The Late Gerry Weinstein among citizenship medal recipients, Canadian Jewish News

 

 

Could CSL vCOP, PS and Police host summer camp for kids? Longueuil police host first ever camp for aspiring young detectives

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A group of kids took part in a day camp put on by the Longueuil police this week, where they got to learn about police work. (CBC)

What a novel idea in summer programming for kids. Sign up a group of pre-teens and expose them to first responders: police, fire, EMS, ambulance, public security and volunteer Citizens on Patrol. Teach them essential skills and expose them to these critical and life-saving services. Excite, inspire and educate them.

Would such a program be possible in Cote Saint-Luc and suburban Montreal municipalities? Would you sign up your pre-teen?

Source: Longueuil police host first ever camp for aspiring young detectives | CBC News

Assurer votre sécurité / Experience in keeping you safe: Réélisez / Re-Elect NASHEN in District 6

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Assurer votre sécurité:

Des décennies d’expérience comme bénévole aux services d’urgence, dirigeant professionnellement les préparatifs dans des situations de désastres à l’Hôpital général juif, 18 ans à Urgence Sante…Votre sécurité est ma préoccupation première.

 

À titre de conseiller responsable de la protection civile, j’ai dirigé le comité des services d’urgence de la ville qui gère les SMU, la sécurité publique et les mesures d’urgence et qui assure également la liaison avec les services de police et d’incendie. J’ai lancé à CSL le premier programme au Québec de Citoyens en patrouille. Aujourd’hui, je dirige 90 bénévoles qui patrouillent notre ville et nos parcs, jour et nuit. J’ai assumé un rôle de leadership dans la planification des mesures d’urgences lors d’importantes inondations, d’incendies graves dans bien d’autres cas urgents. Avec trente cinq ans d’implication auprès des services d’urgence de CSL, je suis la personne la mieux qualifiée pour vous représenter durant les moments éprouvants.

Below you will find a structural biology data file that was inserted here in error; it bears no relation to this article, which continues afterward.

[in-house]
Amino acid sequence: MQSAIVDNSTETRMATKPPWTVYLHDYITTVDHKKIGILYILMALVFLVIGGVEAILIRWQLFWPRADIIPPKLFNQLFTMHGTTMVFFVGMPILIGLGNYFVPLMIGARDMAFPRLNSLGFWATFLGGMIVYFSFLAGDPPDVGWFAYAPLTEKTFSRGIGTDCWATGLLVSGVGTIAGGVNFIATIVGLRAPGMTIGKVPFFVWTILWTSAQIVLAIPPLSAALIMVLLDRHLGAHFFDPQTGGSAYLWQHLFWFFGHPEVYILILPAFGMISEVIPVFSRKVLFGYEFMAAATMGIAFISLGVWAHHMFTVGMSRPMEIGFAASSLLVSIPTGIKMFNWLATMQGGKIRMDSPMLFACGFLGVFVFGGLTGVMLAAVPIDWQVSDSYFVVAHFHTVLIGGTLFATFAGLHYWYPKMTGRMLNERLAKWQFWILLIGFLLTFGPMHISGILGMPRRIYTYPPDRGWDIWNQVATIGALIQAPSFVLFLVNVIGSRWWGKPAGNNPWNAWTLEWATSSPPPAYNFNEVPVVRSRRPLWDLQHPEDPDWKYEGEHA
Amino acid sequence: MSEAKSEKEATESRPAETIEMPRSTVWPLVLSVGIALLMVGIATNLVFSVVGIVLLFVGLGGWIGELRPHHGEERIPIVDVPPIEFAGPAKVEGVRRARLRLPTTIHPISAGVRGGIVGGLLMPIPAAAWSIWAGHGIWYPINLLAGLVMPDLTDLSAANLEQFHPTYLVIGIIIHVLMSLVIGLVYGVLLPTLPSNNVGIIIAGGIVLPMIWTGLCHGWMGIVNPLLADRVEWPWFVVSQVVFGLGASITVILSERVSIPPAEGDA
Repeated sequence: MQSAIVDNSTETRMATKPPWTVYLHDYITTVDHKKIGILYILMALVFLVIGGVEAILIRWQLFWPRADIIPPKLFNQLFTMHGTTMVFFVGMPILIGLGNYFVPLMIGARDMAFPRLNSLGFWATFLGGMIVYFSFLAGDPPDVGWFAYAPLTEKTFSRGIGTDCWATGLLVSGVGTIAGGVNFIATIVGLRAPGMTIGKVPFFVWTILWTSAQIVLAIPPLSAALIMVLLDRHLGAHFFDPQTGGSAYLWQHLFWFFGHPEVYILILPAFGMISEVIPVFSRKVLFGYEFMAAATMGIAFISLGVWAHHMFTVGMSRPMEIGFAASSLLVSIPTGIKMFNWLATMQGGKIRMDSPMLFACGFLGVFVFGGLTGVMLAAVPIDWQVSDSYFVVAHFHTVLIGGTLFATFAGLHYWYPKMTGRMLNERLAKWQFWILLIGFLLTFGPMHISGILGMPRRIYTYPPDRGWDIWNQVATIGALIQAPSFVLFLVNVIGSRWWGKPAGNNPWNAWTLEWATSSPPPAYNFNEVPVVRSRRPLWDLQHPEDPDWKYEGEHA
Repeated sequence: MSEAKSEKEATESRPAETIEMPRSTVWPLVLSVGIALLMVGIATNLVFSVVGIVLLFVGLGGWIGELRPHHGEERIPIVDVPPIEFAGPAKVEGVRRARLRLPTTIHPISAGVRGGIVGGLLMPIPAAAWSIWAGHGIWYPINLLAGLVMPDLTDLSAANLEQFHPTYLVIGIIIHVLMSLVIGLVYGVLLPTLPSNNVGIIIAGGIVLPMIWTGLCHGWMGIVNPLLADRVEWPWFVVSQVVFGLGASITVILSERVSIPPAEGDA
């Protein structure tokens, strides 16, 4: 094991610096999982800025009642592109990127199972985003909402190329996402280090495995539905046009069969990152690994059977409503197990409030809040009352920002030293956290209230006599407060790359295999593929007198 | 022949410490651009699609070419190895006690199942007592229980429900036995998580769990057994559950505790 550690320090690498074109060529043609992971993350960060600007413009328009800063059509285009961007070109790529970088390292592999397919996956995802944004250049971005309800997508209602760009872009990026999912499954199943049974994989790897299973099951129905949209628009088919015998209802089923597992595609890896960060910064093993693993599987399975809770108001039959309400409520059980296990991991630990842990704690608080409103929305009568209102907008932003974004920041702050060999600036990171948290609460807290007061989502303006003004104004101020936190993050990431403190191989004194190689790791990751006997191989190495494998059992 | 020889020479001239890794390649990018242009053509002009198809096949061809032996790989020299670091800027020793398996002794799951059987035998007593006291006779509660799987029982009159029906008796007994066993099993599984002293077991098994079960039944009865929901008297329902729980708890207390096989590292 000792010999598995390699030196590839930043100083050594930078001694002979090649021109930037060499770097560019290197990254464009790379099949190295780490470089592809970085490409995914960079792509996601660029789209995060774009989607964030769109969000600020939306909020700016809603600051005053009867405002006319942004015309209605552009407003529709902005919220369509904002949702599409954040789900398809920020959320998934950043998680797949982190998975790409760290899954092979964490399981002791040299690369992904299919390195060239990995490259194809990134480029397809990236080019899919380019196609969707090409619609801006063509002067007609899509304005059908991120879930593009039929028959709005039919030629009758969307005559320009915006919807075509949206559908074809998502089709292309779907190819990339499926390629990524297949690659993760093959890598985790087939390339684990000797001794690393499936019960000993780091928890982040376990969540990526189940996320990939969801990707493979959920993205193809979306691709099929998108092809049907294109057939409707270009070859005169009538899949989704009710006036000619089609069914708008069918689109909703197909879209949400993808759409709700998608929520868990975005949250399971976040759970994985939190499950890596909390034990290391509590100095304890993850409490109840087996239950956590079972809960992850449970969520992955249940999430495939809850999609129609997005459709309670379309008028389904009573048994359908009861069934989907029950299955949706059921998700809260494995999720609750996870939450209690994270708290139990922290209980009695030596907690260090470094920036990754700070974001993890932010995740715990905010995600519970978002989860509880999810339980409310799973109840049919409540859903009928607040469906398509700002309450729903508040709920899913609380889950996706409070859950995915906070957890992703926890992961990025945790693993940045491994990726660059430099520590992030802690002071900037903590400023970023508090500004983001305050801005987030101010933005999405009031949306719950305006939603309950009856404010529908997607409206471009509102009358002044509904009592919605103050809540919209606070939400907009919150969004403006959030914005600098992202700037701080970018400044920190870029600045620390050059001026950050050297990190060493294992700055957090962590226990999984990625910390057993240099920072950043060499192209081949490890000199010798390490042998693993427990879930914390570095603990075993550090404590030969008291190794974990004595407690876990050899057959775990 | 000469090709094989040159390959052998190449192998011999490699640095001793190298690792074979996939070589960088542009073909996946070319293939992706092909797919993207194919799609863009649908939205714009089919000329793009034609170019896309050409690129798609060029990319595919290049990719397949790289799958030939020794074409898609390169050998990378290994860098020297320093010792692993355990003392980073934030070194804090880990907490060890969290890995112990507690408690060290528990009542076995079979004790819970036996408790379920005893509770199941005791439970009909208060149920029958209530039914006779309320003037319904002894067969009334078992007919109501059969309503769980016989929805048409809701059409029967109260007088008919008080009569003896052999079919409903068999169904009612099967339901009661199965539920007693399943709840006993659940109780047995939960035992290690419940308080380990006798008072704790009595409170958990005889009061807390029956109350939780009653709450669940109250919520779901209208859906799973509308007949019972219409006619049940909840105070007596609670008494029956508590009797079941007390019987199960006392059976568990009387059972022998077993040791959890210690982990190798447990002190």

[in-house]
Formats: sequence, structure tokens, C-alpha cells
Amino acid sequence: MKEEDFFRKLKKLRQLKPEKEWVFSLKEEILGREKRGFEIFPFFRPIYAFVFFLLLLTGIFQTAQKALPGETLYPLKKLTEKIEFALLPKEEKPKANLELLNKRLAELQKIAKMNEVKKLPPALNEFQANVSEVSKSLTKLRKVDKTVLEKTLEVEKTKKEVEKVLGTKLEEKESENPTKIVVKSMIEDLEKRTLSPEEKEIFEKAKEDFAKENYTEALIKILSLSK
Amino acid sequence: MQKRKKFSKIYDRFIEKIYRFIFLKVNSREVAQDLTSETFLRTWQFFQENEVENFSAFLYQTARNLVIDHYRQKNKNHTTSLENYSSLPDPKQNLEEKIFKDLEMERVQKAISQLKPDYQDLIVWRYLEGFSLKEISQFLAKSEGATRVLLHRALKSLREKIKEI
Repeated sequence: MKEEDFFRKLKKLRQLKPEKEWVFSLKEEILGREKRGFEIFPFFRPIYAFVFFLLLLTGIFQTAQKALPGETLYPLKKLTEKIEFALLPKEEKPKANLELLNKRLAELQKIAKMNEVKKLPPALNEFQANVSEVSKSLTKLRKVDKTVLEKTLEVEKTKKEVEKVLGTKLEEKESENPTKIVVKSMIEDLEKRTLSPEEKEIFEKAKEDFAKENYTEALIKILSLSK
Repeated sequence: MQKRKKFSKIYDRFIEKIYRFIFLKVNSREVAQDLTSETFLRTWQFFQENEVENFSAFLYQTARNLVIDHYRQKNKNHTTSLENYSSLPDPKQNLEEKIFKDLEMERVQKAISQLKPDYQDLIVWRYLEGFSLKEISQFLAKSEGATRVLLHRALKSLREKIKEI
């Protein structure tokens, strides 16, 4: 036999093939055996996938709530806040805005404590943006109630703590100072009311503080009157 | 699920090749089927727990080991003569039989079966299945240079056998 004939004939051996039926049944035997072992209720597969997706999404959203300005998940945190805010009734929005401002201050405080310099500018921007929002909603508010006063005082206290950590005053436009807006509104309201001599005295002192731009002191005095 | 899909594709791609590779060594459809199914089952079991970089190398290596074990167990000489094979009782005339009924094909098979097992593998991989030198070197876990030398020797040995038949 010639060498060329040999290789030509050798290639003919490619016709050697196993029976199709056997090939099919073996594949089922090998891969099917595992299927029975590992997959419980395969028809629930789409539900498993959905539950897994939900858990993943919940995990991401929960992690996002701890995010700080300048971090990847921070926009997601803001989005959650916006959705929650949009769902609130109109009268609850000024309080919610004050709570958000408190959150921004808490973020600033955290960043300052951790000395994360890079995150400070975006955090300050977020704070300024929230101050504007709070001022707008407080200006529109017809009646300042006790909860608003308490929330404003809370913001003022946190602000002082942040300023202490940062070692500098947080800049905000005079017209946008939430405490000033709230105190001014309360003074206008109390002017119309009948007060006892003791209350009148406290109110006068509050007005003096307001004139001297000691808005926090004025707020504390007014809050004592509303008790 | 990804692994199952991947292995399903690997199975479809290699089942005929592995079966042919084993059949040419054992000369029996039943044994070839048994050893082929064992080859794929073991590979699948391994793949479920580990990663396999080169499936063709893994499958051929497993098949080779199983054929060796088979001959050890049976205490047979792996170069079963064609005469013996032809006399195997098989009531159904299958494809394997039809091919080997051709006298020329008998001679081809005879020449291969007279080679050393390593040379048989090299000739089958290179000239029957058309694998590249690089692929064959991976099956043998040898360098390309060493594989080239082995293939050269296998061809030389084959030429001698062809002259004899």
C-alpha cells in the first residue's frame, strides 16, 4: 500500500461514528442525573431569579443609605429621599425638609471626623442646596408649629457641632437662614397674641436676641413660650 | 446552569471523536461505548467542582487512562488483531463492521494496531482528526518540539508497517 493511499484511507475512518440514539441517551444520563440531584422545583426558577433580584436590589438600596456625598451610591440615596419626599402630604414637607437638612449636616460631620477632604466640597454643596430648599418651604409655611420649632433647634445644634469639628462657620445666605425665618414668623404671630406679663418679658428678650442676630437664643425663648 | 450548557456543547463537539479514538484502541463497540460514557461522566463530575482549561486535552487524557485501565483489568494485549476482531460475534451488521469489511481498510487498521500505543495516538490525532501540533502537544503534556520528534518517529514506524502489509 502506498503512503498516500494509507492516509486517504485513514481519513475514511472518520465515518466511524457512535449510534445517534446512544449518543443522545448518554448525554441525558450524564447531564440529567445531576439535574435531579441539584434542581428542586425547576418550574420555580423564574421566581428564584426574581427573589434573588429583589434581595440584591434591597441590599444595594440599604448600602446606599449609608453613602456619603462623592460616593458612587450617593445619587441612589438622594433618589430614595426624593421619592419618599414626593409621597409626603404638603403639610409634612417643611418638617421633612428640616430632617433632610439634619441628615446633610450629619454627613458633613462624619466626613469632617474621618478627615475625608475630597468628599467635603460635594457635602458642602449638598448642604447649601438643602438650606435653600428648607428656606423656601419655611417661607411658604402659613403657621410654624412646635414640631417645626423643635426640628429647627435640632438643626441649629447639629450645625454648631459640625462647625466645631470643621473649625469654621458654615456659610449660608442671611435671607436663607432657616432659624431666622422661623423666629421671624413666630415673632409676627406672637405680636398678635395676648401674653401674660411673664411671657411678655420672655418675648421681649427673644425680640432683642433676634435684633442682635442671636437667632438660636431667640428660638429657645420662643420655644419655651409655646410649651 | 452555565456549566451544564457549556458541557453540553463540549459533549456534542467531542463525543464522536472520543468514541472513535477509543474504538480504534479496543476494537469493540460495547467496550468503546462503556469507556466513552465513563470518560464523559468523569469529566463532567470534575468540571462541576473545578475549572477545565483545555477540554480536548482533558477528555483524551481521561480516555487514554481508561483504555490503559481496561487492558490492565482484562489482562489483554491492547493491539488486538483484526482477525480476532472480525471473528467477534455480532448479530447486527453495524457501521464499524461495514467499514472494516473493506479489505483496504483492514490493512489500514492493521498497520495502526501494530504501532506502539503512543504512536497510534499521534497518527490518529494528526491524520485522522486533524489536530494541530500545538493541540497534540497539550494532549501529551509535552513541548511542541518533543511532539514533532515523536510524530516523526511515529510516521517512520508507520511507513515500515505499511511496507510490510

EXPERIENCE IN KEEPING YOU SAFE:

Your safety at home and around CSL has been my priority. With decades of experience as a leader in Emergency Medical Services and founder of volunteer Citizens On Patrol, championing Public Safety and Disaster Readiness, Police, Fire and Ambulance issues and overseeing emergency measures at the Jewish General Hospital I have ensured that CSL is the safest place on the Island of Montreal. My focus is on your safety.

I was there for you during major emergencies including the Ice Storm and am always preparing the city for the next disaster. Recognized by the Governor General with over 35 years of involvement in CSL emergency services I am the most qualified to represent you at the most challenging of times.